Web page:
uses cookies. By continuing to browse this site you are agreeing to our use of cookies. Click here to find out more »
Dublin: 14 °C Sunday 20 May, 2018

New government for Libya

More than 30 countries have declared Colonel Gaddafi’s regime in Libya no longer legitimate as the Transitional National Council is recognised as the country’s new government.

Two Libyan rebel commanders
Two Libyan rebel commanders
Image: Gaia Anderson/AP/Press Association Images

THE TRANSITIONAL NATIONAL Council is the new government of Libya until an interim authority is put in place.

It was announced today that the United States recognises the council as the new government of the unrest-stricken country.

The move comes as more than 30 countries declare Colonel Muammar Gaddafi’s regime “no longer legitimate”.

The council has been seeking formal recognition from the United States and others for months.

Delegates from the countries met at the Libya Contact Group in Istanbul, Turkey today, seeking an end to the Libyan conflict and to discuss more financial aid and diplomatic support to Libya’s main opposition group.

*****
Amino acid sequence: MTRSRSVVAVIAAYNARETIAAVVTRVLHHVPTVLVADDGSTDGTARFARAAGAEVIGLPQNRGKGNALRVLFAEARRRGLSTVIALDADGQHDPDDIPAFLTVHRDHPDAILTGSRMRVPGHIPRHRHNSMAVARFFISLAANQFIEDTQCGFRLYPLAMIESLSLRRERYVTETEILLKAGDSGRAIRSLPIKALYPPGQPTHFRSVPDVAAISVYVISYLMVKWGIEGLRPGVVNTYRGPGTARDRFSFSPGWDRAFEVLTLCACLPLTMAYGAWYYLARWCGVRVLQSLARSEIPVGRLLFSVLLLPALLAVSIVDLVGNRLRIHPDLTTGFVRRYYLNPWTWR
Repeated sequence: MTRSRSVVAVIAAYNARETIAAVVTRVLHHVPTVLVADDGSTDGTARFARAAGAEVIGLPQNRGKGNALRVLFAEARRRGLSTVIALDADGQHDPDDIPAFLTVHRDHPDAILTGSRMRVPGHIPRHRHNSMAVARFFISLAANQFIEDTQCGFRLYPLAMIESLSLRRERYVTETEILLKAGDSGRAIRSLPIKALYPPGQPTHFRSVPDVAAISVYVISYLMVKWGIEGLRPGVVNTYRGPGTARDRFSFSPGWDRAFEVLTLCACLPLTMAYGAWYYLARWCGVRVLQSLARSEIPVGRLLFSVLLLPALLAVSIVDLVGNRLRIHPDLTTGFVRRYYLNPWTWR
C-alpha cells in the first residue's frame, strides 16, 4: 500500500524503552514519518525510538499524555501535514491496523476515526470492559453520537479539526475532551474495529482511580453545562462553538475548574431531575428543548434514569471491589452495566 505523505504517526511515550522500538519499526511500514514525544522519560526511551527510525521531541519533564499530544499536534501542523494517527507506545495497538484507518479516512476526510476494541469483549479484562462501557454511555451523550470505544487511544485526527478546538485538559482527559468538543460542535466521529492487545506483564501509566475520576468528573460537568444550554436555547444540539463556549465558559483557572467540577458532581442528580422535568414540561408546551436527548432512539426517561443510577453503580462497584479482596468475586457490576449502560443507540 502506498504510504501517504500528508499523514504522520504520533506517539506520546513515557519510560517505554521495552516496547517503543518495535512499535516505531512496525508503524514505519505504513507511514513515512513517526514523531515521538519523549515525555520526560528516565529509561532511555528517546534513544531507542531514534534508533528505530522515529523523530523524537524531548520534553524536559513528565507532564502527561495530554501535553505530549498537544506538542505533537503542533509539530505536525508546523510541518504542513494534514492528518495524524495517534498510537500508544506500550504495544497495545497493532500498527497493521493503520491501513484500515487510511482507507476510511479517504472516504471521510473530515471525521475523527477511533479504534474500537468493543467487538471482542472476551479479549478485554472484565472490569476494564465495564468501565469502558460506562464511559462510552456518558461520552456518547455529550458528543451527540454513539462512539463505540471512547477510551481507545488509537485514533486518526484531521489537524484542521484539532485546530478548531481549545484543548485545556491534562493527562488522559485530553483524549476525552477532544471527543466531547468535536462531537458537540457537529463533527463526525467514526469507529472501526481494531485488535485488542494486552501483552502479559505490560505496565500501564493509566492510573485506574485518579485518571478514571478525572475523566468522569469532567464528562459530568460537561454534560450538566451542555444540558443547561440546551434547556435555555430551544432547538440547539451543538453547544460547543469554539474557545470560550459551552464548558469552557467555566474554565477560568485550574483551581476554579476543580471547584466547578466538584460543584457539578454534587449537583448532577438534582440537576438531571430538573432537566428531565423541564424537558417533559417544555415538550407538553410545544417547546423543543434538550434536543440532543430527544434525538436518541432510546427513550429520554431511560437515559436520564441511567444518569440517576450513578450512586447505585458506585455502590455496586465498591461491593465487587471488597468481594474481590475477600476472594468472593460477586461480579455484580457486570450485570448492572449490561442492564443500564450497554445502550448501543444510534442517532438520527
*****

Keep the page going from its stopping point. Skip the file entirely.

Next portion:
Officials have said the Obama administration was preparing to strengthen ties once it presented detailed plans for a democratic and inclusive government.

Tens of millions in frozen Gaddafi regime assets in the US and other countries were inaccessible to rebels until they were recognised and received UN sanction.

Now that the opposition has been recognised as the new Government, a certain amount of that money belonging to the Libyan state will be unfrozen.

There have been concerns about whether the initial government would represent the full spectrum of Libyan society, and Human Right Watch called on the Contact Group on Libya to press the opposition to ensure that civilians are protected in areas where rebels have assumed control.

The right groups said Friday it has documented abuses in four towns — Awaniya, Rayayinah, Zawiyat al-Bagul, and Qawalish — recently captured by rebels in the western mountains, including looting, arson, and beatings of some civilians who remained when government forces withdrew.

- AP

  • Share on Facebook
  • Email this article

About the author:


Read next:


This is YOUR comments community. Stay civil, stay constructive, stay on topic. Please familiarise yourself with our comments policy here before taking part.
write a comment

Leave a commentcancel


Trending Tags